Publications by authors named "Sarah K Siederer"

3 Publications

  • Page 1 of 1

A pilot clinical trial of recombinant human angiotensin-converting enzyme 2 in acute respiratory distress syndrome.

Crit Care 2017 09 7;21(1):234. Epub 2017 Sep 7.

Division of Pulmonary, Allergy, and Critical Care Medicine, University of Pennsylvania School of Medicine, Philadelphia, PA, USA.

Background: Renin-angiotensin system (RAS) signaling and angiotensin-converting enzyme 2 (ACE2) have been implicated in the pathogenesis of acute respiratory distress syndrome (ARDS). We postulated that repleting ACE2 using GSK2586881, a recombinant form of human angiotensin-converting enzyme 2 (rhACE2), could attenuate acute lung injury.

Methods: We conducted a two-part phase II trial comprising an open-label intrapatient dose escalation and a randomized, double-blind, placebo-controlled phase in ten intensive care units in North America. Patients were between the ages of 18 and 80 years, had an American-European Consensus Criteria consensus diagnosis of ARDS, and had been mechanically ventilated for less than 72 h. In part A, open-label GSK2586881 was administered at doses from 0.1 mg/kg to 0.8 mg/kg to assess safety, pharmacokinetics, and pharmacodynamics. Following review of data from part A, a randomized, double-blind, placebo-controlled investigation of twice-daily doses of GSK2586881 (0.4 mg/kg) for 3 days was conducted (part B). Biomarkers, physiological assessments, and clinical endpoints were collected over the dosing period and during follow-up.

Results: Dose escalation in part A was well-tolerated without clinically significant hemodynamic changes. Part B was terminated after 39 of the planned 60 patients following a planned futility analysis. Angiotensin II levels decreased rapidly following infusion of GSK2586881, whereas angiotensin-(1-7) and angiotensin-(1-5) levels increased and remained elevated for 48 h. Surfactant protein D concentrations were increased, whereas there was a trend for a decrease in interleukin-6 concentrations in rhACE2-treated subjects compared with placebo. No significant differences were noted in ratio of partial pressure of arterial oxygen to fraction of inspired oxygen, oxygenation index, or Sequential Organ Failure Assessment score.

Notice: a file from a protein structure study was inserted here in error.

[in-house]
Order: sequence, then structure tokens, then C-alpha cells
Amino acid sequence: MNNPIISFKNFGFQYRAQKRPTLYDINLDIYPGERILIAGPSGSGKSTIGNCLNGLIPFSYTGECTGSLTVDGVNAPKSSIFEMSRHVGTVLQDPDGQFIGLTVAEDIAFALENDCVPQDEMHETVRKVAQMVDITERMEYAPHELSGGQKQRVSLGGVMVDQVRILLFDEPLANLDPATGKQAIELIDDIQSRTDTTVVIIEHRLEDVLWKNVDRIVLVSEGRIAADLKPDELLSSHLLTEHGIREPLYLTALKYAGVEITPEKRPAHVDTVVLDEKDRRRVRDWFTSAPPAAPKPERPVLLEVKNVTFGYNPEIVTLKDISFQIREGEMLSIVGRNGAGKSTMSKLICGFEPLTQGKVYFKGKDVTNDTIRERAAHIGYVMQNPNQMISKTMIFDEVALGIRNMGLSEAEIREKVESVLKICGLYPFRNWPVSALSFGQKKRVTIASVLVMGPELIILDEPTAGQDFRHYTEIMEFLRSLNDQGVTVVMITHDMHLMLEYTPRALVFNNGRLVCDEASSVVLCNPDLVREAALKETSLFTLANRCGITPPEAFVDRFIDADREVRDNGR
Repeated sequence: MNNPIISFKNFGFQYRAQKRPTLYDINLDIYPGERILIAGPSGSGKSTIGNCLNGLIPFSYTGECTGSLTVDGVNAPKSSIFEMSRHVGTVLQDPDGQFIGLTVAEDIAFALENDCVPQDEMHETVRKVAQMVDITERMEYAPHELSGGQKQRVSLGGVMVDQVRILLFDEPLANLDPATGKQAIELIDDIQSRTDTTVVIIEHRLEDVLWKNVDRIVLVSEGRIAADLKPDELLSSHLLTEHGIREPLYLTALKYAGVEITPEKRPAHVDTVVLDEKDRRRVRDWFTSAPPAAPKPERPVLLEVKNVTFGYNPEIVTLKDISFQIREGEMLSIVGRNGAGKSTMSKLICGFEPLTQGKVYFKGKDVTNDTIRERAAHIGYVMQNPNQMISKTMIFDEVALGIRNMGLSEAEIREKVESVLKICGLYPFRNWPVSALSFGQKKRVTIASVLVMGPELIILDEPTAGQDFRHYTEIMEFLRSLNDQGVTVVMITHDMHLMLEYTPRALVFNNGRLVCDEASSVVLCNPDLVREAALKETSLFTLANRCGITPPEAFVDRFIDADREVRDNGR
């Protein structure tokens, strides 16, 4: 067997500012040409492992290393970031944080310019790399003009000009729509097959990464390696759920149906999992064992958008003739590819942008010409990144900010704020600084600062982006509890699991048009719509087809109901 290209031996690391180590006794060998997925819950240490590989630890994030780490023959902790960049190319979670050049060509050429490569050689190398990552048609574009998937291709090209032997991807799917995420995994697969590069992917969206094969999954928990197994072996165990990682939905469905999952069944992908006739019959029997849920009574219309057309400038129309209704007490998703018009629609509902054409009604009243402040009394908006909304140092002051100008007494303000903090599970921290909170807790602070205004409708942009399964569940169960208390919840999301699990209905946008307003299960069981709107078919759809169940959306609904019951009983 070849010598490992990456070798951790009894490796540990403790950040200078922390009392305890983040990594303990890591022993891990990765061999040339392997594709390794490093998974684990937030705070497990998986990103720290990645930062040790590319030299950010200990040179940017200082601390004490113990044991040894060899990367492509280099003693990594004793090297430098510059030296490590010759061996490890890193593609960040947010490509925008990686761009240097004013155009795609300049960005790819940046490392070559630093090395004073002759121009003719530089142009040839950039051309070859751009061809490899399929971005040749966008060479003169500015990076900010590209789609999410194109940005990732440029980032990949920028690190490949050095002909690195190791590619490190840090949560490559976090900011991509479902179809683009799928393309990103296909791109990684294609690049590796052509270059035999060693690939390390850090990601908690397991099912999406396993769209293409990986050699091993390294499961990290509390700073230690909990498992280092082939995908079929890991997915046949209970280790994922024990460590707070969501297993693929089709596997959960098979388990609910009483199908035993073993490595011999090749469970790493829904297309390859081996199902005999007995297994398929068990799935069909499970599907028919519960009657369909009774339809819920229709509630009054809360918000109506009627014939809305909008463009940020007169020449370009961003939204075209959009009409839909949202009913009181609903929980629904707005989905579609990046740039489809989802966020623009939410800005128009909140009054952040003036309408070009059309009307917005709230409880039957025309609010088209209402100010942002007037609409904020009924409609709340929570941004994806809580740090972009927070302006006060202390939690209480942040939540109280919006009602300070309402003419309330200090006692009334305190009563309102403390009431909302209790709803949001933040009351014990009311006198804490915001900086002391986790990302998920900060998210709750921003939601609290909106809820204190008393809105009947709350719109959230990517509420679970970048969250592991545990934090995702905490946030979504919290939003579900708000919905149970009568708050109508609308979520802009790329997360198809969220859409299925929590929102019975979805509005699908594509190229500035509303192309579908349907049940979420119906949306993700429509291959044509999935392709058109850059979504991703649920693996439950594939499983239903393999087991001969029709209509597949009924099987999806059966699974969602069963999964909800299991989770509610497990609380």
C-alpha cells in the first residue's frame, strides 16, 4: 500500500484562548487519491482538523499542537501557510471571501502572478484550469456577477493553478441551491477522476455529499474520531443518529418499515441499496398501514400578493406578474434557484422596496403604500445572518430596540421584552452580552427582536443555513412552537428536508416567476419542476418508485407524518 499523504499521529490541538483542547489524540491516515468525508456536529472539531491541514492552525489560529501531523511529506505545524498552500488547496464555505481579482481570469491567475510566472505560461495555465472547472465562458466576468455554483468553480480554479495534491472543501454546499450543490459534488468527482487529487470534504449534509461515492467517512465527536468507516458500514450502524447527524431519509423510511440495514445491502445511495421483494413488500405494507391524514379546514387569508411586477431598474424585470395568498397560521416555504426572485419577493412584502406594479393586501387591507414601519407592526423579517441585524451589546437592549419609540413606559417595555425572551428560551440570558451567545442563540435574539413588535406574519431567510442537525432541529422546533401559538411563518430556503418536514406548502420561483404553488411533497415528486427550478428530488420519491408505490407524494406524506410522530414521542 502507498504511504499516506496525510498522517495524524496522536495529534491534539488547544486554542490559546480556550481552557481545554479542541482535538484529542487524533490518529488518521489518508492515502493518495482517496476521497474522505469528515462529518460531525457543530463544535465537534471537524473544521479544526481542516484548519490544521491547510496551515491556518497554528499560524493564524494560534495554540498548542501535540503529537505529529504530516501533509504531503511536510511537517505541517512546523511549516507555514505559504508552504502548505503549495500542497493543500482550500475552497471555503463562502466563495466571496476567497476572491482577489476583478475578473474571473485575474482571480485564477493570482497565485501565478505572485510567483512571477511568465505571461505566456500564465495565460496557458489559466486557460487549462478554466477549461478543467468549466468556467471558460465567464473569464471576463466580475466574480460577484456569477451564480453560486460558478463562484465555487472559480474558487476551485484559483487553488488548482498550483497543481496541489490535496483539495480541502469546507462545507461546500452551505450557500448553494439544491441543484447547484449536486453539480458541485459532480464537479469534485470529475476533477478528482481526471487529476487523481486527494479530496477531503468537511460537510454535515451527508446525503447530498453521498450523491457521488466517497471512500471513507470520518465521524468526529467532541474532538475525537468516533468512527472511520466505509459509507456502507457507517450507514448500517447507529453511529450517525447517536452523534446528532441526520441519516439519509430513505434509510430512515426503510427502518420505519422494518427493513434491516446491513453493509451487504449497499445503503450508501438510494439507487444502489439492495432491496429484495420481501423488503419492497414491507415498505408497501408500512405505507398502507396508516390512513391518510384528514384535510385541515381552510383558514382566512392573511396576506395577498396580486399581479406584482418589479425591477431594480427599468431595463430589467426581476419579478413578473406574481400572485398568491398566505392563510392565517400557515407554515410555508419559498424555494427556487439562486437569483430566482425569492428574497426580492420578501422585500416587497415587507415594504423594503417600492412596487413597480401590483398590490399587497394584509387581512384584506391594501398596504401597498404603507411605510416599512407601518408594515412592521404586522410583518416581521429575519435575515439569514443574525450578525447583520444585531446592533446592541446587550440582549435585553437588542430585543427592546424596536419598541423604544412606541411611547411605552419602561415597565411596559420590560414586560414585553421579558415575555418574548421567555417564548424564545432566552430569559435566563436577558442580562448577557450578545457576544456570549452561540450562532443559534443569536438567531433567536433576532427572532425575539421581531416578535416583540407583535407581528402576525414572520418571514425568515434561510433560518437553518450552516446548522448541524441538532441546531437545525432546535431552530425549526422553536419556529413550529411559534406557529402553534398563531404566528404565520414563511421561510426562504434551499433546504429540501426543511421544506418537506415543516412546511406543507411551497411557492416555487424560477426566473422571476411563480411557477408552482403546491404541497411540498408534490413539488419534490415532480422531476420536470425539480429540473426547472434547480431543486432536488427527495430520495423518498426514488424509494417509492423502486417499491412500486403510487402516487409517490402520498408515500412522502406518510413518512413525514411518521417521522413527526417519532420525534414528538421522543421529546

Conclusions: GSK2586881 was well-tolerated in patients with ARDS, and the rapid modulation of RAS peptides suggests target engagement, although the study was not powered to detect changes in acute physiology or clinical outcomes.

Trial Registration: ClinicalTrials.gov, NCT01597635 . Registered on 26 January 2012.
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http://dx.doi.org/10.1186/s13054-017-1823-xDOI Listing
http://www.ncbi.nlm.nih.gov/pmc/articles/PMC5588692PMC
September 2017

Metabolism and disposition of vilanterol, a long-acting β(2)-adrenoceptor agonist for inhalation use in humans.

Drug Metab Dispos 2013 Jan 4;41(1):89-100. Epub 2012 Oct 4.